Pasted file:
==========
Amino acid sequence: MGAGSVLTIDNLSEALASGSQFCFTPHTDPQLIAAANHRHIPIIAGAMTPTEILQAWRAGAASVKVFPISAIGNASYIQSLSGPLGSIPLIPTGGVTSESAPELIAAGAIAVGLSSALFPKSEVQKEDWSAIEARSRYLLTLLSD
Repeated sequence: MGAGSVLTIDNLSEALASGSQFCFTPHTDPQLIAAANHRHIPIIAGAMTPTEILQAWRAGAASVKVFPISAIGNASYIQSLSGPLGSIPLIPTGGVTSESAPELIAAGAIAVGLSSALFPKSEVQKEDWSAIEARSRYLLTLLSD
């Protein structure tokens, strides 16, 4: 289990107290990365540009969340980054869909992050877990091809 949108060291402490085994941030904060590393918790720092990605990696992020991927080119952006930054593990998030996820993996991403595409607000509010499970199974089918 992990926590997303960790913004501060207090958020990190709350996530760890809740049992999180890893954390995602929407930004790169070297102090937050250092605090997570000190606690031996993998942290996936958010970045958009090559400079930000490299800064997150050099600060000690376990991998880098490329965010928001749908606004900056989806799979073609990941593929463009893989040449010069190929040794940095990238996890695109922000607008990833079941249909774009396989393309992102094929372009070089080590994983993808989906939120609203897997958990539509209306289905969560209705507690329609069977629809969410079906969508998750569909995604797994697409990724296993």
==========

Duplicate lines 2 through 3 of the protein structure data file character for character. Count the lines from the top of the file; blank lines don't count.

Repeated sequence: MGAGSVLTIDNLSEALASGSQFCFTPHTDPQLIAAANHRHIPIIAGAMTPTEILQAWRAGAASVKVFPISAIGNASYIQSLSGPLGSIPLIPTGGVTSESAPELIAAGAIAVGLSSALFPKSEVQKEDWSAIEARSRYLLTLLSD
């Protein structure tokens, strides 16, 4: 289990107290990365540009969340980054869909992050877990091809 949108060291402490085994941030904060590393918790720092990605990696992020991927080119952006930054593990998030996820993996991403595409607000509010499970199974089918 992990926590997303960790913004501060207090958020990190709350996530760890809740049992999180890893954390995602929407930004790169070297102090937050250092605090997570000190606690031996993998942290996936958010970045958009090559400079930000490299800064997150050099600060000690376990991998880098490329965010928001749908606004900056989806799979073609990941593929463009893989040449010069190929040794940095990238996890695109922000607008990833079941249909774009396989393309992102094929372009070089080590994983993808989906939120609203897997958990539509209306289905969560209705507690329609069977629809969410079906969508998750569909995604797994697409990724296993």